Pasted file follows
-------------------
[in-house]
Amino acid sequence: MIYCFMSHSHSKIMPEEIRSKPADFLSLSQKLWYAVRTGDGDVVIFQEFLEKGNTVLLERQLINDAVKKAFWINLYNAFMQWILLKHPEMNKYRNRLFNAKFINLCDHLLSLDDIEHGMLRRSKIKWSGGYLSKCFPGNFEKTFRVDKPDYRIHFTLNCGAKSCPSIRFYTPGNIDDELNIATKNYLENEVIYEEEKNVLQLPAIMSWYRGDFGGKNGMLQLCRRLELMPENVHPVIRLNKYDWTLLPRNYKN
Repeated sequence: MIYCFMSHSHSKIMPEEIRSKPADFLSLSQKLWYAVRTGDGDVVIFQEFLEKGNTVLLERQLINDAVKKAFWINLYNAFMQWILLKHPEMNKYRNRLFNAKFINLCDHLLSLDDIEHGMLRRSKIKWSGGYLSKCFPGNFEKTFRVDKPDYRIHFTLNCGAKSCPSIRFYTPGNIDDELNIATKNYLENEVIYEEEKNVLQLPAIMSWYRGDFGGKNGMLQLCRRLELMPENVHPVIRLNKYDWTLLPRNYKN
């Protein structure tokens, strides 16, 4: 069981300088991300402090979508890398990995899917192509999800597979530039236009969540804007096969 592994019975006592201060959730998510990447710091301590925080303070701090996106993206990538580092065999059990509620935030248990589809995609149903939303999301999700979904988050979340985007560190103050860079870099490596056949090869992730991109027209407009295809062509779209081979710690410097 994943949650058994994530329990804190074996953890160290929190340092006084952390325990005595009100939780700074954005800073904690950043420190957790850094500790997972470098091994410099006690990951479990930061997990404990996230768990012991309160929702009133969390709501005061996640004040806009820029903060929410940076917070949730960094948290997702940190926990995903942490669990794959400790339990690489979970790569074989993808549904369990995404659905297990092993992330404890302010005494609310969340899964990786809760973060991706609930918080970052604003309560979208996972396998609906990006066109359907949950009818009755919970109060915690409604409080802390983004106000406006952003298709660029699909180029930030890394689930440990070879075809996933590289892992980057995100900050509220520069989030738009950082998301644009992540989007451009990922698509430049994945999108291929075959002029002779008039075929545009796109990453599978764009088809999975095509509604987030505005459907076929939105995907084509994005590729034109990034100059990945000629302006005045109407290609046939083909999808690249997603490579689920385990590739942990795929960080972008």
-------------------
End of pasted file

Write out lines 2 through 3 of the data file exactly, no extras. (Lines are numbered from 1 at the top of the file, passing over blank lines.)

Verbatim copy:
Amino acid sequence: MIYCFMSHSHSKIMPEEIRSKPADFLSLSQKLWYAVRTGDGDVVIFQEFLEKGNTVLLERQLINDAVKKAFWINLYNAFMQWILLKHPEMNKYRNRLFNAKFINLCDHLLSLDDIEHGMLRRSKIKWSGGYLSKCFPGNFEKTFRVDKPDYRIHFTLNCGAKSCPSIRFYTPGNIDDELNIATKNYLENEVIYEEEKNVLQLPAIMSWYRGDFGGKNGMLQLCRRLELMPENVHPVIRLNKYDWTLLPRNYKN
Repeated sequence: MIYCFMSHSHSKIMPEEIRSKPADFLSLSQKLWYAVRTGDGDVVIFQEFLEKGNTVLLERQLINDAVKKAFWINLYNAFMQWILLKHPEMNKYRNRLFNAKFINLCDHLLSLDDIEHGMLRRSKIKWSGGYLSKCFPGNFEKTFRVDKPDYRIHFTLNCGAKSCPSIRFYTPGNIDDELNIATKNYLENEVIYEEEKNVLQLPAIMSWYRGDFGGKNGMLQLCRRLELMPENVHPVIRLNKYDWTLLPRNYKN